Examples of polyisocyanate compounds include toluylenediisocyanate (purified or crude TDI), disphenylmethanediisocyanate (MDI), polyethylenepolyphenylisocyanate, hexamethylenediisocyanate, xylylenediisocyanate, naphthalenediisocyanate, isophoronediisocyanate, and mixtures thereof.
The urethane prepolymer terminated with free isocyanato groups may be prepared by reacting the polyisocyanate compound and the polyether polyol at an NCO/OH equivalent ratio of 1.5 to 100, preferably 2 to 20. The resulting prepolymer may be easily dissolved or dispersed in a large excess of water optionally together with a binder polymer to form a binder liquid for bonding vegetable particulate materials. Water acts as a chain extender of the urethane prepolymer.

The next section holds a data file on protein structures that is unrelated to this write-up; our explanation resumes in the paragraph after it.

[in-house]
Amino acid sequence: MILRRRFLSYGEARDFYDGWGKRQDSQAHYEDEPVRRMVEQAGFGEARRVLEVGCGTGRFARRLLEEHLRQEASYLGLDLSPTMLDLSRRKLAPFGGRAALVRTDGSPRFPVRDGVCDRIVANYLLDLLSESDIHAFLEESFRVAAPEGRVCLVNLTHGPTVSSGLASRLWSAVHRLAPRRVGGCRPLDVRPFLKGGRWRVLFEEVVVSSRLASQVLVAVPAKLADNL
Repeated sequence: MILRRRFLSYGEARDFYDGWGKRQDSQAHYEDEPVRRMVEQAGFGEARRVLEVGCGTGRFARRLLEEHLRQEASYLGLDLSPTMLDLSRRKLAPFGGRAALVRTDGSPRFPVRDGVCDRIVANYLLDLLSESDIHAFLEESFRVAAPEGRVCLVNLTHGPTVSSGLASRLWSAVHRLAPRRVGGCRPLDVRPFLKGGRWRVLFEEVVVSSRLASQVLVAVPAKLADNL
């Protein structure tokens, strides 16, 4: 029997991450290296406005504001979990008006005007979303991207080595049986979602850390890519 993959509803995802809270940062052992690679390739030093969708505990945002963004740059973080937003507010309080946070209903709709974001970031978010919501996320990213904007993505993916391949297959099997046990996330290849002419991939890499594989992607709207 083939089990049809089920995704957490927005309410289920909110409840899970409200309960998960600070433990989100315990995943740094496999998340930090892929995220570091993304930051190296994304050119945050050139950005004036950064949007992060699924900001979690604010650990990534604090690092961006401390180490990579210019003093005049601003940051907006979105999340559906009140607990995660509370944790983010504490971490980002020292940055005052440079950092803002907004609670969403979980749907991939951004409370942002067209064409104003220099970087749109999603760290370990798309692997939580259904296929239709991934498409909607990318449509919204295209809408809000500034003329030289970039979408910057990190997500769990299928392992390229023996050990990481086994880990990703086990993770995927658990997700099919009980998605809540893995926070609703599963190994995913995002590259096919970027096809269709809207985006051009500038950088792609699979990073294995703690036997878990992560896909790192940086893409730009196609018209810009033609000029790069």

The binder liquid may optionally contain a solution or emulsion of inert binder polymers. Examples of usable water-soluble binder polymers include polyvinyl alcohol, polyacrylic acid, polyacrylamide, water-soluble maleic acid copolymers and the like. Examples of emulsions of binder polymers include natural or synthetic rubber latexes such as natural rubber, SBR, chloroprene rubber, acrylonitrile-butadiene rubber, acrylate-butadiene rubber, isoprene rubber, butyl rubber, ethylene-propylene rubber and the like. Emulsions of other binder polymers such as polyvinyl acetate, polyvinyl chloride, polyvinylidene chloride, vinyl chloridevinyl acetate copolymer, ethylene-vinyl acetate copolymer, polyacrylate, aminoplast and phenol resins may also be used.
The proportion of water in the binder liquid is preferably at least equal to but less than 50 times of the combined solid contents of the urethane prepolymer and the inert binder resin.